There was not a trace of humor at the real battle of Campaldino. The Aretines took the upper hand by striking first with a strong surge of the cavalry. Dante, as a feditore or "striker," an elite, mounted soldier fighting in the first rank, charged straight into the panic and confusion overwhelming the routed Florentine forces. The Ghibellines, meanwhile, employed a cruel if timeworn method of cutting the superior Florentine cavalry down to size: Running alongside the charging Aretine cavalry fleet-footed soldiers, armed with short Roman-style swords, "threw themselves on all fours under the bellies of the Florentine horses, and disemboweled them." The unhorsed knights were easy prey for enemy swords and pikes. But the Aretines' success quickly became their undoing. Pressing their advantage, the Ghibelline cavalry foolishly separated from their infantry to chase the fleeing Guelphs. As the battle degenerated into a series of mano-a-mano fights, the Florentine troops--those maligned "girly men" of Ghibelline fantasy--re-grouped and launched a punishing counterattack.
Two related developments sealed the Guelph victory. Corso Donati, a Florentine knight in charge of a reserve force of 200 cavalry from Pistoia, delivered a devastating blow to the enemy. Ordered "under pain of beheading" not to attack unless called, Corso saw the Aretine infantry catching up with the cavalry and couldn't restrain himself. "If we lose this fight, I want to die with the men of my native city," he told his troops, "and if we win, whoever wants my head can come to Pistoia and try the case there." Charging from a hidden position in a wooded area above the field, Corso's squadron inflicted serious damage on the unprotected Ghibelline flank. Soon after, Count Guido Novello, leader of the Aretine reserve force, lost heart and turned anticipated defeat into reality by retreating to safety with his cavalry while the outcome was still in doubt. As a consequence of Corso's bravery and Guido's cowardice, the surging Guelph cavalry and infantry hunted down and slaughtered scores of Ghibelline soldiers. Crushing "the arrogance and pride not only of the Aretines but of the entire Ghibelline and Imperial side," as a 14th-century chronicler described it, the victory brought great joy to Guelph Florence.
The Battle of Campaldino entered the annals of medieval warfare as an especially bloody engagement. Seventeen hundred Ghibelline soldiers died that day, many leading citizens among them, with another 2,000 or more taken prisoner. The victorious Florentines also suffered heavy losses, with as many as 200 cavalry and 1,600 infantry killed in action.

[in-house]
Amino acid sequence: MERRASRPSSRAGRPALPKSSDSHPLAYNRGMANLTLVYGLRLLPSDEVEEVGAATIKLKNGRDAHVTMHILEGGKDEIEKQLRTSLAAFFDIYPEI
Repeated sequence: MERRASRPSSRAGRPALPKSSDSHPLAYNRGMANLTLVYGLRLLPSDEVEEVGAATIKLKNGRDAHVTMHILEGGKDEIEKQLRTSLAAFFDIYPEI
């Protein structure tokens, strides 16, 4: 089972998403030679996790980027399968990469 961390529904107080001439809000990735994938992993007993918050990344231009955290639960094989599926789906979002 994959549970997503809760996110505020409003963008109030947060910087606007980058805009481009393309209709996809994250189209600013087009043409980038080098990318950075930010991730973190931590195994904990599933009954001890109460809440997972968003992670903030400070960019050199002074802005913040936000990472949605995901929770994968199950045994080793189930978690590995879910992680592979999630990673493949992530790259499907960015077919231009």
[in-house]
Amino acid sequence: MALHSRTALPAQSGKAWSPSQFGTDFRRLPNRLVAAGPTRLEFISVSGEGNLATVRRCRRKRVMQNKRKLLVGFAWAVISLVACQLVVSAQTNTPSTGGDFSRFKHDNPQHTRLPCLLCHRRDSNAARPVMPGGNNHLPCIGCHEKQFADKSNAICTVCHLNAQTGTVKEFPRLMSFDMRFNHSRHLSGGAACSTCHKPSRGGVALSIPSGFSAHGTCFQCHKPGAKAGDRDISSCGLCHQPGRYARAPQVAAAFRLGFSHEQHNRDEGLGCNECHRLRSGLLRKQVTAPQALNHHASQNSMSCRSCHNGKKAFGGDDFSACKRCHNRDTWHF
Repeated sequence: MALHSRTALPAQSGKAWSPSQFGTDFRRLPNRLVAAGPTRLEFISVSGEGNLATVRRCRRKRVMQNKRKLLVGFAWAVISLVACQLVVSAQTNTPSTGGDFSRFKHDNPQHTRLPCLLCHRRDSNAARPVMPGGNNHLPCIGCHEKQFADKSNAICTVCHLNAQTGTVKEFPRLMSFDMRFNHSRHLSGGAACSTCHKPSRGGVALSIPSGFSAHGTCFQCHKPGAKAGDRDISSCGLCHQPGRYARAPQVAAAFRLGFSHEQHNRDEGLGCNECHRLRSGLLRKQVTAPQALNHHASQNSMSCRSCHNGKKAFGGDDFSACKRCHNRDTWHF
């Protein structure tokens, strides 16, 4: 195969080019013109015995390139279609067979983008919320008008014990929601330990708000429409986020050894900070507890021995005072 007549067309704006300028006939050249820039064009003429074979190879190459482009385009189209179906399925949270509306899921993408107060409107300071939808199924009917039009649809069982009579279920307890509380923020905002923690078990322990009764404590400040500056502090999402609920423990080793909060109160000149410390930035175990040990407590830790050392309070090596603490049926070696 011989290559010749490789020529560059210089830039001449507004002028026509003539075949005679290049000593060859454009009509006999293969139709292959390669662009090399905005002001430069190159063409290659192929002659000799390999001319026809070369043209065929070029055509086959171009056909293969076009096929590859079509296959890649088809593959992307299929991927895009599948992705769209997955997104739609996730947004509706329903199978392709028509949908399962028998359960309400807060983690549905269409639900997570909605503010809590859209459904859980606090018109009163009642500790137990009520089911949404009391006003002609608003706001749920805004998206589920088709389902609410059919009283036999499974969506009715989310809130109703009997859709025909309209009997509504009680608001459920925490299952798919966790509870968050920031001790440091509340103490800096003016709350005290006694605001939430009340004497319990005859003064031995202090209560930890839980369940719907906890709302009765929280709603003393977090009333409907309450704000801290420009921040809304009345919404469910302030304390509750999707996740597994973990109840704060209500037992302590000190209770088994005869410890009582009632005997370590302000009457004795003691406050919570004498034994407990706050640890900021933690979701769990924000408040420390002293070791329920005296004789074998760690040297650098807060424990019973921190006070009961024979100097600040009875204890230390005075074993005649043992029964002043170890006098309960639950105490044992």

In Inferno Dante tells Farinata degli Uberti, a noble who headed Florences Ghibelline faction, that Florence is still hostile to his family and party many years after the Battle of Montaperti in 1260 because the Ghibelline massacre of Guelph soldiers turned the Arbia river red with blood. In Dante's own experience in 1289, the Arno, winding its way along the southern border of the field of Campaldino, painted a similarly grim picture of Tuscan ferocity. Soldiers on both sides in the battle fled toward the river, many of them mortally wounded, others caught on the riverbank were dealt a deathblow there. Afterward, Dante saw the water stained by dozens of bloodied corpses. Seared into his brain, this nauseating sight likely moved the poet to imagine the Phlegethon, a river of boiling blood (its name means "river of fire") in which tyrants and murderers suffer eternally in hell for their violence against others.
Dante's presence at the Battle of Campaldino also inspired him to imagine an encounter in the afterlife with one of his vanquished foes. This fallen soldier's story exemplifies both the harsh, unforgiving consequences of warfare and, better than any other episode of the Divine Comedy, Dante's deep belief in repentance and mercy. In Purgatory he converses with Buonconte da Montefeltro, a prominent Ghibelline warlord. On the lower slopes of Mount Purgatory, those who turned to God and repented at the very end of their lives must wait a statutory period of time before beginning their purgatorial trials on the seven terraces. Buonconte, belonging to a group of late-repentant souls whose lives were cut short by violence, must pass the equivalent of his full lifetime before gaining entrance to the first terrace higher up on the mountain. After the shade identifies himself, Dante asks "what force or fortune" carried him so far from the battlefield that no one knew the fate of his body. In this divine realm, where the spirit of harmony and reconciliation dissolves even partisan differences, Buonconte clears up the mystery with one of the poem's most poignant stories.